Traditions, Navajo Mythology, and Raven #giveaway

Today I have the pleasure of having with me my dear friends and fellow authors Aimee and David Thurlo who are here to share with us the inspiration for their latest Harlequin Intrigue, POWER OF THE RAVEN. Please welcome Aimee and David and also, check out the cool giveaway they have going on to celebrate their new release. For more information, you can visit David and Aimee at www.aimeeanddavidthurlo.com.

POWER OF THE RAVEN

When you write stories that focus on places and the people who live in them, as we do with our novels about the southwest, people often want to know how we get ideas for the next book.

Our February release for Harlequin Intrigue, “Power of the Raven,” is a story that came to us when we were walking around Old Town in Albuquerque and saw a small, beautifully carved fetish in a storefront window and stopped to admire it. According to tradition, a fetish is more than just a carving. It’s a symbol that is said to capture the essence of the animal and impart those qualities to its owner.

Out of that moment came a storyline about a hataalii, a Navajo medicine man, Hosteen (mister) Silver, who fosters troubled Navajo boys, giving them a new life and future. On their sixteen birthday, each of the boys receives a gift – a special fetish carved for them. Gene Redhouse, the hero of Power of the Raven, carries a bear fetish. A bear fits Gene because bear’s power is made strong in solitude. Though Bear has a dark side, he also stands for confidence and inner stillness.

“Power of the Raven” centers around Gene, now a man, on a path that will test the limits of his courage.

I’ve always had a special affinity for animals, and the lore that surrounds each fetish is something I find particularly fascinating. One of my favorites is Raven.

Raven’s magic brings the power needed to take your dreams, give them time to form, then make them a reality. Raven belongs to the inner world, that place where we protect the part of us that’s often injured by the sting of rejection. Raven becomes a powerful ally who encourages us to embrace the shadows because they’re also part of who we are.

I find that especially beautiful, because as authors we have to dig into memories of pain as well as triumphs to make our characters come alive. The process can be difficult and leaves you feeling vulnerable at a time when you most need to protect yourself. Not everyone will see what you want to do in the story you create and the words you use to do it. There will be harsh comments, and judgments. You have to be able to take the blows, smile, and keep going. It can hurt – badly – but like a famous teacher once said, ‘It doesn’t matter how many times you fall down – only how many times you get back up.”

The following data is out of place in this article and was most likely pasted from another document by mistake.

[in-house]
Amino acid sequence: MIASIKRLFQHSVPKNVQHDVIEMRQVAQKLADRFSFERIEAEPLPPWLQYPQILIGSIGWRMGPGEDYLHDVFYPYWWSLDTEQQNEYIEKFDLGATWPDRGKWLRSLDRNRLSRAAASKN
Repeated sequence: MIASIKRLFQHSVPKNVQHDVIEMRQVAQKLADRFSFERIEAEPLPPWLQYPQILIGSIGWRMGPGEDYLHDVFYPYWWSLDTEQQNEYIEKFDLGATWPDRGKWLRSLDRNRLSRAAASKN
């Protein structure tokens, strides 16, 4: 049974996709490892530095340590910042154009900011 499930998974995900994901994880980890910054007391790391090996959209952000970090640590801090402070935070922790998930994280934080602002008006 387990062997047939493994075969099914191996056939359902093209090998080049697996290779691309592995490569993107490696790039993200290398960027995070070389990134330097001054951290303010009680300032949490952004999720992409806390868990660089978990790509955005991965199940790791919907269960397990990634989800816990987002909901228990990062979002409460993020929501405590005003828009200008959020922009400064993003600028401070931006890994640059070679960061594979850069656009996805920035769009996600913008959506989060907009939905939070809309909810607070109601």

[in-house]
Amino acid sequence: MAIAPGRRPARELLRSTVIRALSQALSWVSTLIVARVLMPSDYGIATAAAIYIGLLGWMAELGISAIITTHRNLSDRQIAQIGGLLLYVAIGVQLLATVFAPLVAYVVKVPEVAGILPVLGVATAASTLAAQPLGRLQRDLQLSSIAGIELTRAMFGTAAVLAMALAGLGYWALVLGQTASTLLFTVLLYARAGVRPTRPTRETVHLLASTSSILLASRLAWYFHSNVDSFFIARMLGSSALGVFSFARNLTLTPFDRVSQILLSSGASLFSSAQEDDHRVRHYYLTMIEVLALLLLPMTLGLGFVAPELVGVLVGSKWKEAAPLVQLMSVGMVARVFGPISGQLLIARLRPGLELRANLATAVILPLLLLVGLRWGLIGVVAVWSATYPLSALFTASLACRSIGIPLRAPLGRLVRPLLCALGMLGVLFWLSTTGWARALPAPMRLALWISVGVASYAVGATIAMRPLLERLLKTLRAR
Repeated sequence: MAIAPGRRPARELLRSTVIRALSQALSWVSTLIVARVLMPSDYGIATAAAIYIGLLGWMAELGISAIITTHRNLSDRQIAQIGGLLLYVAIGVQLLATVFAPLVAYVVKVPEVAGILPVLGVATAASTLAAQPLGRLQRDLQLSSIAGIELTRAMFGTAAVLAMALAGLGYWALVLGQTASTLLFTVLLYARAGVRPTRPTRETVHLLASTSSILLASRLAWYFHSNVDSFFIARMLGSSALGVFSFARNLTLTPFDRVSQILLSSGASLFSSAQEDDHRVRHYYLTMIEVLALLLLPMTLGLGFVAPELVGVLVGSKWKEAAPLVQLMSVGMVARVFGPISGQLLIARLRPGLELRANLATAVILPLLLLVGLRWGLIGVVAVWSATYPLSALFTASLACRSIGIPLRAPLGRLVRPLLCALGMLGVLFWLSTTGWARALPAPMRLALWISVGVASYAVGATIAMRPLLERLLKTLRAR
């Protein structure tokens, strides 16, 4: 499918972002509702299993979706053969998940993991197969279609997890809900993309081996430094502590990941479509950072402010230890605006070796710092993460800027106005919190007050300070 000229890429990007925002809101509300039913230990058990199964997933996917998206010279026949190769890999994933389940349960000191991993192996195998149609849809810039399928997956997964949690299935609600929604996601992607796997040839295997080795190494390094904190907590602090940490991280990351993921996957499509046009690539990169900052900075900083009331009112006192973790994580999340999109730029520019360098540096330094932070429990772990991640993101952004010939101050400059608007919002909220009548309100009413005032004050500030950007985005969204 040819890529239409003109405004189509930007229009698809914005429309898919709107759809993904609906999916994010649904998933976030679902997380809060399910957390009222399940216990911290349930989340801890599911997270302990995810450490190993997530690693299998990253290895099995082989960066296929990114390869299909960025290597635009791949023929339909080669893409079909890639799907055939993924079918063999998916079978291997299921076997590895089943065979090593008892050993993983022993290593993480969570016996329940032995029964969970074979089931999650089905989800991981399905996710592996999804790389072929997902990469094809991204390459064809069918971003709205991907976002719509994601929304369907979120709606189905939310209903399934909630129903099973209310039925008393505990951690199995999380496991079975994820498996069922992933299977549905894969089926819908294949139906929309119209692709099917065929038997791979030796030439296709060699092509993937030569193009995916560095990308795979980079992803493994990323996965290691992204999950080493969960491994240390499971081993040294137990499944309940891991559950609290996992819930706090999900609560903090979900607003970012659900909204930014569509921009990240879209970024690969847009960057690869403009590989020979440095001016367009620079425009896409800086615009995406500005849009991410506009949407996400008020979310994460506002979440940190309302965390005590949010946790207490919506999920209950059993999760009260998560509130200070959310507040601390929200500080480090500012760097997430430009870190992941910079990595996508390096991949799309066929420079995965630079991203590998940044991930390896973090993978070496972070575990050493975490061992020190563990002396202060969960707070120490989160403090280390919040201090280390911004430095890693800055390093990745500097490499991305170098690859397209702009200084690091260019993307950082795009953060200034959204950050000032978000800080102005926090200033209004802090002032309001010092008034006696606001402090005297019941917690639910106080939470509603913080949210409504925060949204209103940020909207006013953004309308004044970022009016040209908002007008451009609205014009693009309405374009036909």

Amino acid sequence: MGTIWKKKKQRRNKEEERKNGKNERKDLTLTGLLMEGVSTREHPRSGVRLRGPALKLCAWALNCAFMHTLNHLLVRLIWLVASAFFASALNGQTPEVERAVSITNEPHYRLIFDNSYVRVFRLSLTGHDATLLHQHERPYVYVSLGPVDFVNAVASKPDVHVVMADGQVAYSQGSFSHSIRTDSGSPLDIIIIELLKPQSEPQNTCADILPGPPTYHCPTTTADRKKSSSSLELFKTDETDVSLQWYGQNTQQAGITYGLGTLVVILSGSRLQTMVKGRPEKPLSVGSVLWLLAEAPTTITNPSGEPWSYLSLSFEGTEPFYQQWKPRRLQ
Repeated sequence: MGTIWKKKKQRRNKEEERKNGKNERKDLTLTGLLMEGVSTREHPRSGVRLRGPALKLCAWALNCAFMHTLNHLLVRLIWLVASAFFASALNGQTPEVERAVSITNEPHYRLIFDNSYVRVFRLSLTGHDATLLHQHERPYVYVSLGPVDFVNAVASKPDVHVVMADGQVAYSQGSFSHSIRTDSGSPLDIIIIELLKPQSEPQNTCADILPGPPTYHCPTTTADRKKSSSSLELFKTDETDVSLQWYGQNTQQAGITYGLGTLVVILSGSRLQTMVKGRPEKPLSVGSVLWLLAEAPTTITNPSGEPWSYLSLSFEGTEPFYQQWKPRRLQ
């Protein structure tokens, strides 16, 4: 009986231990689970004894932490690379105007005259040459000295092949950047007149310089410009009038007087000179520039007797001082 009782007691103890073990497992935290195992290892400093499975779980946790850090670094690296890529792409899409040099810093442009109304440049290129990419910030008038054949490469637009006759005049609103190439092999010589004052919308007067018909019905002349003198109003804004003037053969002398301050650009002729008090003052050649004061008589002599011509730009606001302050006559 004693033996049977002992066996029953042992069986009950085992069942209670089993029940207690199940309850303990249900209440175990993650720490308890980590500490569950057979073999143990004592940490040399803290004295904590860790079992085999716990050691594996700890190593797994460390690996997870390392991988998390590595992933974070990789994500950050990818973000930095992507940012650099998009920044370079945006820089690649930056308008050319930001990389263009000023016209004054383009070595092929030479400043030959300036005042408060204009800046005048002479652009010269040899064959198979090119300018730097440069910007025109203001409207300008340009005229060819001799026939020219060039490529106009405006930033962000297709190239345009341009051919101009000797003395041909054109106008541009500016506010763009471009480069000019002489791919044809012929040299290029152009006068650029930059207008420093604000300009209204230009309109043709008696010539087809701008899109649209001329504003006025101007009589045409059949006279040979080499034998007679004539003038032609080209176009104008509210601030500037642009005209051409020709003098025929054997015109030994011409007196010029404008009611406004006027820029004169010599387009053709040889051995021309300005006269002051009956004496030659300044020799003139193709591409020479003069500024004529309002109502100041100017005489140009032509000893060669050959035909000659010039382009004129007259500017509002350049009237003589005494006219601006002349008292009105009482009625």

Each of the Copper Canyon stories will feature a hero and heroine who has, or will receive, a very special fetish in the course of the book. As the characters learn about their new spiritual brother, the reader will go on their journey with them, and maybe some will find their own fetish – an animal carving that will remind you of your own uniqueness, and the power that resides in each of us.

To celebrate its publicaton we’re having a very special giveaway – a handcarved raven fetish signed by the artist, Amos Pooacha. Mr. Pooacha is confined to a wheelchair and makes his living carving these very special fetishes.

Please write me at ADThurlo at aol dot com, specify you want to enter our drawing, then Feb. 29th we’ll announce the winner on our web page, and of course, that person will immediately notified via e-mail.

6 thoughts on “Traditions, Navajo Mythology, and Raven #giveaway”

  1. On my small collegues websites they have put in my family on the webpage throws, yet my generally rests end of it on the checklist as well as checklist when I blog post as it does some individuals. Is vid setting which should change or perhaps is vid preference they have constructed?

  2. I am part Cherokee so I have always been interested in this subject. My spirit guide is the Wolf. I don’t know anyone whose guide is the Raven. Very interesting. Looking forward to reading this book. I don’t find many books about Native Americans so it is always a pleasure to find new books. Thanks and thanks to Caridad for having you Hugs.

  3. Boy, I really enjoyed reading your blog post. It was very interesting. I would love to find out what my animal is. Can’t wait to get your book.–Rachel

Leave a Reply

Your email address will not be published. Required fields are marked *

Please prove your not an evil alien robot! *